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  • Get used to losing. Michael Graham of NH Journal, despised by my friends at Granite Grok, provides Three Takeaways From the NHGOP's 'All-MAGA' Primary Night.

    New Hampshire’s Primary System Is A Fiasco. The Granite State may be great at running the First in the Nation presidential primary, but its “last in the nation” state primary is a nightmare. Having a system where the nominee merely needs a plurality — as opposed to “50 percent of the vote plus one” — is bad enough. Because there’s no minimum threshold of votes to win the nomination, the New Hampshire GOP has three candidates headed into the fall who won less than 40 percent of the primary vote.

    In other words, 60 percent of the members of their own party just voted for someone else. Yesterday.

    Ah well. My prediction is: at least two more years of Chris Pappas and Annie Kuster; six more of Senator Maggie.

    I could be wrong. I home I am wrong.

  • And guess who is being "converged" upon? Reason's Stephanie Slade has a perceptive and important article, out from behind the paywall: Both Left and Right Are Converging on Authoritarianism.

    On the left, a new crop of socialists hope to overthrow the liberal economic order, while the rise of intersectional identity politics has supplanted longstanding commitments to civil liberties. On the right, support for free markets and free trade are more and more often derided as relics of a bygone century, while quasi-theocratic ideas are gathering support.

    What has not changed—what may even be getting worse—is the problem of affective polarization. Various studies have found that Americans today have significantly more negative feelings toward members of the other party than they did in decades past.

    But partisan animosity suits the authoritarian elements on the left and right just fine. Their goal is power, and they have little patience for procedural niceties that interfere with its exercise. As history teaches, a base whipped up into fear and fury is ready to accept almost anything to ensure its own survival. Perhaps even the destruction of the institutions and ideals that make America distinctively itself.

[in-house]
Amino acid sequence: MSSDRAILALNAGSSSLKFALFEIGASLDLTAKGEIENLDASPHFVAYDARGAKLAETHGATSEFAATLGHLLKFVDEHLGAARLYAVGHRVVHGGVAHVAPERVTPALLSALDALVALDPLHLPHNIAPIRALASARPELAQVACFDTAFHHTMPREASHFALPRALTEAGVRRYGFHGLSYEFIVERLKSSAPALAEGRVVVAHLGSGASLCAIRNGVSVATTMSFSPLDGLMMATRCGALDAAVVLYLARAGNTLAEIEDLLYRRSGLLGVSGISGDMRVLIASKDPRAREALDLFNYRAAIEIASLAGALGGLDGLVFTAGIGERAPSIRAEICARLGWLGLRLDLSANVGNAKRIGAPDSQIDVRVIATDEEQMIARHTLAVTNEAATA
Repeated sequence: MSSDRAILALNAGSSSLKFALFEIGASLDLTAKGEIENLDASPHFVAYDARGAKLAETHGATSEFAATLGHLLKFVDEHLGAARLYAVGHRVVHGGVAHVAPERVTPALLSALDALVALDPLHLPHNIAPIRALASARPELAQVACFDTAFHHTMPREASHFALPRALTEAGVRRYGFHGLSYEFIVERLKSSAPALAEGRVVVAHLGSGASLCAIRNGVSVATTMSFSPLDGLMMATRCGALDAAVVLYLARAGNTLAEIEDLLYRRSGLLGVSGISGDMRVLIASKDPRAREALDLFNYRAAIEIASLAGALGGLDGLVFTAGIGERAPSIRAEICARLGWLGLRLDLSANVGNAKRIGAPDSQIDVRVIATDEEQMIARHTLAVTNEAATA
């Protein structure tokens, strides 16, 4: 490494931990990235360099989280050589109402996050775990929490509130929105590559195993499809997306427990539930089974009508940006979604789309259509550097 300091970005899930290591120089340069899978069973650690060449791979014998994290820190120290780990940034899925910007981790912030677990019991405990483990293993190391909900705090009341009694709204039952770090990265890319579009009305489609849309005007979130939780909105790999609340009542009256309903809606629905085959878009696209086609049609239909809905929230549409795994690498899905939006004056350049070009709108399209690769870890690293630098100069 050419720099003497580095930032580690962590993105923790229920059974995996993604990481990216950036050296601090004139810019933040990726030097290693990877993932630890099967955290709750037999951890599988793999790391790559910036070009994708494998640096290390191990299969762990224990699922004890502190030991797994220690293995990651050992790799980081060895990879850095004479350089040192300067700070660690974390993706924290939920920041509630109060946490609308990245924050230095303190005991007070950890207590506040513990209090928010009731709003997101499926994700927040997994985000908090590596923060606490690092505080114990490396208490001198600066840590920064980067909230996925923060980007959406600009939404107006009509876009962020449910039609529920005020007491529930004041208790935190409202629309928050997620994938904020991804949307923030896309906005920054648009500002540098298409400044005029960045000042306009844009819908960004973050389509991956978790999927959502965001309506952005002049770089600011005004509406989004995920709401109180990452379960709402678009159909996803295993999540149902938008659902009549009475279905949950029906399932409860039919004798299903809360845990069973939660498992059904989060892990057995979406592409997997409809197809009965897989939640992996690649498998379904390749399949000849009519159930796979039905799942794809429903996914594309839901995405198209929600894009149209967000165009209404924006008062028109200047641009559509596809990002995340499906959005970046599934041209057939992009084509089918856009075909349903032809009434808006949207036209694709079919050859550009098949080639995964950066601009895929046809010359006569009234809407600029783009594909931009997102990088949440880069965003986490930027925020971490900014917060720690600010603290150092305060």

I'm afraid she's very much on target. A highly recommended article.

  • Here's an example of what Slade's talking about. Zach Caverley investigates an upcoming state Ministry of Truth: California’s Misbegotten Misinformation Bill AB 2098.

    Introduced in February 2022 by California assembly member Evan Low and now awaiting the signature of the governor, Gavin Newsom, the bill designated as AB 2098 would allow state medical boards to punish physicians who spread misinformation or disinformation regarding Covid-19 and its treatment options. The bill defines “misinformation” as “false information that is contradicted by contemporary scientific consensus contrary to the standard of care” and “disinformation” as misinformation provided with “malicious intent or an intent to mislead.” Jokes about a Covid-19 “ministry of truth” aside, the bill represents an alarming push to create scientific consensus through government force rather than open debate and the gradual accumulation of evidence.

    The most obvious problem with AB 2098 is the bill’s assumption that a term like “scientific consensus” is a specific enough guideline for tracking and punishing misinformation by medical professionals. This is a particular problem for topics relating to Covid-19; there may be consensus in a rough sense, but the finer details often remain contentious. For instance, N-95 masks seem to be the only type of facial covering that significantly reduces viral transmission, but health agencies, even when conceding the superiority of those masks, continue to promote broad public masking, even with inferior cloth masks, for unspecified reasons. One could argue that this falls under the vague notion of misinformation. Or take the use of coronavirus vaccines in children: vaccination may have been broadly beneficial, but the degree to which most children benefit is a topic of dispute, and health agencies’ insistence on younger and younger children receiving a shot has sparked concerns of significant side effects. A physician could run afoul of the state’s vague misinformation regulation merely by reviewing the nuances of pediatric vaccination with concerned parents.